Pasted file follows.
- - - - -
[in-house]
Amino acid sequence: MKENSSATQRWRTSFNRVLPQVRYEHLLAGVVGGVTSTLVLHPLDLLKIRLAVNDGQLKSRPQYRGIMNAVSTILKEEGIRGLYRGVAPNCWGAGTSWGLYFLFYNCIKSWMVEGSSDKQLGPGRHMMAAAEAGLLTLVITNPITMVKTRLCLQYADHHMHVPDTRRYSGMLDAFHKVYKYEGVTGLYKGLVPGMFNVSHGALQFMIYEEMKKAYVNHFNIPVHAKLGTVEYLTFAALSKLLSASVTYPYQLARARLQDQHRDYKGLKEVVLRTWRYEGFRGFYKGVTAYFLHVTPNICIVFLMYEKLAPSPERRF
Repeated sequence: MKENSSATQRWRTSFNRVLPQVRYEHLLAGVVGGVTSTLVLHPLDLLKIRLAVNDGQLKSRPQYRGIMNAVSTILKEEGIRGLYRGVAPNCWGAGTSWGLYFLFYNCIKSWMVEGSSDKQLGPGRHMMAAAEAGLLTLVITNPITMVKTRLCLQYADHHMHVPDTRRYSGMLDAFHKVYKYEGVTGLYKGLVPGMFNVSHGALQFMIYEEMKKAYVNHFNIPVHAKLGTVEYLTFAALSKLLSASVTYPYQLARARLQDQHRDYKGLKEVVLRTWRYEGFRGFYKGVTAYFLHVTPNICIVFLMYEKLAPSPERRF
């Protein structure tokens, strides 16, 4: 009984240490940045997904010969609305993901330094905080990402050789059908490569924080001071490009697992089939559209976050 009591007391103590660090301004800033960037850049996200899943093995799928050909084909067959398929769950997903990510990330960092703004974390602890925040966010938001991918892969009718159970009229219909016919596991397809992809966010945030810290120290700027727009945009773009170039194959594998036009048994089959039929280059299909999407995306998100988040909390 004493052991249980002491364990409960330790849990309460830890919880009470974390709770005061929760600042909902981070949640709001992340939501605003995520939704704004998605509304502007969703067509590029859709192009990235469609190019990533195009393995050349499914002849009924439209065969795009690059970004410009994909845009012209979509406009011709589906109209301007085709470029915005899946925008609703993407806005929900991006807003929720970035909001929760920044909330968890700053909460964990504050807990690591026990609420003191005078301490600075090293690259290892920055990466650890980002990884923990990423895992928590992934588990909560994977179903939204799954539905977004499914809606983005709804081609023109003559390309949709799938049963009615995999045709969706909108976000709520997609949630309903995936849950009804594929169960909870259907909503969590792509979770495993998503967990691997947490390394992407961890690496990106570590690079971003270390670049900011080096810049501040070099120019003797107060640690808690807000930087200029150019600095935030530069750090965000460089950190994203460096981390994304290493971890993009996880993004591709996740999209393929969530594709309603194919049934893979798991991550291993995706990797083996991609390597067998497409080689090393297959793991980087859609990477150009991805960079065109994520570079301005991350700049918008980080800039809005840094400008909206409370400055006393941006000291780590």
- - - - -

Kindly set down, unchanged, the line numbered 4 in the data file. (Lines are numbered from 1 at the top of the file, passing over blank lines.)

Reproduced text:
């Protein structure tokens, strides 16, 4: 009984240490940045997904010969609305993901330094905080990402050789059908490569924080001071490009697992089939559209976050 009591007391103590660090301004800033960037850049996200899943093995799928050909084909067959398929769950997903990510990330960092703004974390602890925040966010938001991918892969009718159970009229219909016919596991397809992809966010945030810290120290700027727009945009773009170039194959594998036009048994089959039929280059299909999407995306998100988040909390 004493052991249980002491364990409960330790849990309460830890919880009470974390709770005061929760600042909902981070949640709001992340939501605003995520939704704004998605509304502007969703067509590029859709192009990235469609190019990533195009393995050349499914002849009924439209065969795009690059970004410009994909845009012209979509406009011709589906109209301007085709470029915005899946925008609703993407806005929900991006807003929720970035909001929760920044909330968890700053909460964990504050807990690591026990609420003191005078301490600075090293690259290892920055990466650890980002990884923990990423895992928590992934588990909560994977179903939204799954539905977004499914809606983005709804081609023109003559390309949709799938049963009615995999045709969706909108976000709520997609949630309903995936849950009804594929169960909870259907909503969590792509979770495993998503967990691997947490390394992407961890690496990106570590690079971003270390670049900011080096810049501040070099120019003797107060640690808690807000930087200029150019600095935030530069750090965000460089950190994203460096981390994304290493971890993009996880993004591709996740999209393929969530594709309603194919049934893979798991991550291993995706990797083996991609390597067998497409080689090393297959793991980087859609990477150009991805960079065109994520570079301005991350700049918008980080800039809005840094400008909206409370400055006393941006000291780590």